• Prepare the container or designated area for growing sage by incorporating a top layer of homemade compost or other organic material. 

  • Dig a hole large enough to accommodate the plant's roots, or add a layer of peat-free soil-based compost to the bottom of your container. 

  • Carefully remove the plant from its original pot and position it in the hole or new container.

  • Fill the surrounding soil or growing medium around the plant, gently patting it down.

  • Thoroughly water the sage, ensuring proper drainage to prevent waterlogging.

Following this straightforward process should yield sage ready for harvest during the summer of the same year.

Where to Grow Sage

Sage thrives in various environments, requiring full sun exposure (or a well-lit indoor area) and preferring moderately moist, fertile, and well-draining conditions. Here are several options for cultivating sage:

  1. Indoors, year-round, in containers.

  2. Outdoors, in containers within your garden.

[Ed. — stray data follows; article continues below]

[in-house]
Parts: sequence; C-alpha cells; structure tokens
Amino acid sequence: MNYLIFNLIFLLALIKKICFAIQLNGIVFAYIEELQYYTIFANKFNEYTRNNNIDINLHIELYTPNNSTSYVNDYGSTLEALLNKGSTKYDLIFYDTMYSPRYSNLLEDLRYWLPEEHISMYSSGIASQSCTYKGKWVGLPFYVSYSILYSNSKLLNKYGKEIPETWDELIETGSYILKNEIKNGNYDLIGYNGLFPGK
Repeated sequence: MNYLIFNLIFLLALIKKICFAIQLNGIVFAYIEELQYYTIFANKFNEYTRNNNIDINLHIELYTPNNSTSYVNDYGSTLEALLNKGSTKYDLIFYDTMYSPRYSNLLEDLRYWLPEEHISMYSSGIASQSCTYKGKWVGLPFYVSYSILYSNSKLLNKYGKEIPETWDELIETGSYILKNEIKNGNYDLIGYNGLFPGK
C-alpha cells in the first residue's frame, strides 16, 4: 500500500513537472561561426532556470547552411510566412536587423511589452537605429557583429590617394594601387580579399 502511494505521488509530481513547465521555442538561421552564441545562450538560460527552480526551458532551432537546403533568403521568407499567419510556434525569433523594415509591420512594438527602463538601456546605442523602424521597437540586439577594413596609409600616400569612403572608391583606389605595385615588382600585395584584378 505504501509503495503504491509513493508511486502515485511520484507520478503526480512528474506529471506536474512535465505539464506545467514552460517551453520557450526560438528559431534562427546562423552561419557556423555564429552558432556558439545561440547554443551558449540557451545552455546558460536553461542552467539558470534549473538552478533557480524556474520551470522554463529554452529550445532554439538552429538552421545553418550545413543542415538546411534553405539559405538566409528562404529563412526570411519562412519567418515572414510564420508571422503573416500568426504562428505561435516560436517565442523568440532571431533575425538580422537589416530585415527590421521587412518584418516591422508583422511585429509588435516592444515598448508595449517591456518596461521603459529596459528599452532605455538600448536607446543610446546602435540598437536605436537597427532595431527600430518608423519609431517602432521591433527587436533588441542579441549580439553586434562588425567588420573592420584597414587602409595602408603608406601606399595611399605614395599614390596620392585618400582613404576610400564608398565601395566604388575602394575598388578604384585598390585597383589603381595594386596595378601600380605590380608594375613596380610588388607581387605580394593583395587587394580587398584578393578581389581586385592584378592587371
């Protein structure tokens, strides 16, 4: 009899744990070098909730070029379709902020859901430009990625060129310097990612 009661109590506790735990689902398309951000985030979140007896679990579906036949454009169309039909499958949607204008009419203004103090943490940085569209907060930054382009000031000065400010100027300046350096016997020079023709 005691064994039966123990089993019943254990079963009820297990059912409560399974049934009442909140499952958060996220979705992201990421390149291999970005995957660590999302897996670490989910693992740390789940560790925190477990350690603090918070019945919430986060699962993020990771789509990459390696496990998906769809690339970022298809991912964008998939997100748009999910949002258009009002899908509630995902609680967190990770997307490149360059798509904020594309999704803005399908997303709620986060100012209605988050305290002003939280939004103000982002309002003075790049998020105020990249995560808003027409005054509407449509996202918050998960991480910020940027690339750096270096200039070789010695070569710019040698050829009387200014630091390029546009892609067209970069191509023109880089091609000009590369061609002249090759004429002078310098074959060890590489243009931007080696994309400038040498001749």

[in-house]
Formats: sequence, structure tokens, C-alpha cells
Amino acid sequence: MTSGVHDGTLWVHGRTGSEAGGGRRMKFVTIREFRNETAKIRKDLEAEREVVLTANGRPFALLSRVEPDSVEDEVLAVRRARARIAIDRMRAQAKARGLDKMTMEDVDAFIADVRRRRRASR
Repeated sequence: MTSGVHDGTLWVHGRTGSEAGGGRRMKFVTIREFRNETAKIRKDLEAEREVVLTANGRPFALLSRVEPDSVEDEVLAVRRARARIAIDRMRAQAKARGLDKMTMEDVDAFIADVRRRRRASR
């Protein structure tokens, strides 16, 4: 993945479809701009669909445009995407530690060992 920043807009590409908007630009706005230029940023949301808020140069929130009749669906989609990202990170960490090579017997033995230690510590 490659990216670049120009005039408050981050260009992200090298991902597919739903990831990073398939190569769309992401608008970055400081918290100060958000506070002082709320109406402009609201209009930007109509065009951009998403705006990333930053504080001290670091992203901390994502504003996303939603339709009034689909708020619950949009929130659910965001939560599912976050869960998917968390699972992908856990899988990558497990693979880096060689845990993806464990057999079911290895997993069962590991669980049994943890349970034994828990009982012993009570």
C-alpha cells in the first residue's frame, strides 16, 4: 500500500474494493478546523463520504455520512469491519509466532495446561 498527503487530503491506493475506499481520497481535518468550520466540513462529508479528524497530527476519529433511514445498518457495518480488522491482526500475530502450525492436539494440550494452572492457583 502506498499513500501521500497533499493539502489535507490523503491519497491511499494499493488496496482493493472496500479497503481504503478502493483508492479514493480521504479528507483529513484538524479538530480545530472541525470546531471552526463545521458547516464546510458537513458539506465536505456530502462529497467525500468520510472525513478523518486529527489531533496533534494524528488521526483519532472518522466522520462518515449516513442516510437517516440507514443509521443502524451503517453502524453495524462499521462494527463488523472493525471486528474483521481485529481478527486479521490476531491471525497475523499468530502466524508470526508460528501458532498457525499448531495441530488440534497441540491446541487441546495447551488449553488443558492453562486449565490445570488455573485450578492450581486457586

3. In a designated herb garden plot.

  4. Integrated into a mixed bed or border alongside other perennial herbs and ornamental flowers.

  5. Utilized as a companion plant within your vegetable garden.

When planting sage in containers, opt for a peat-free soil-based potting mix. For sage grown in raised beds or directly in the ground, select a sheltered location with ample sunlight and protection from strong winds. In colder regions, it's advisable to provide some winter protection to maintain the leaves' condition. Keep this in mind when choosing a growing location.

Caring for Sage Plants

Sage plants are not difficult to care for as long as you keep the basic needs of the plants in mind. These are fairly resilient and low-maintenance herbs to grow in your garden. 


Water your sage plants regularly, especially during dry spells. Avoid overwatering however, as sage cannot tolerate having wet or waterlogged roots. In the winter, raise container grown sage up off the ground to allow for good drainage if growing outdoors, and be careful not to overwater during colder weather.


Sage needs a growing position in full sun, where they are also sheltered from strong winds. 


The soil should be moist yet free-draining, with plenty of organic matter. If you have heavy clay soil you may be better growing this herb in a raised bed or container for best results since these are not plants that can tolerate waterlogging. 

Temperature and Humidity

Sage will perform best at temperatures between 15 and 21 degrees C. and they prefer a location with moderate humidity. A polytunnel can help you to provide the ideal conditions for growing sage, especially where conditions elsewhere in a garden are not ideal where you live.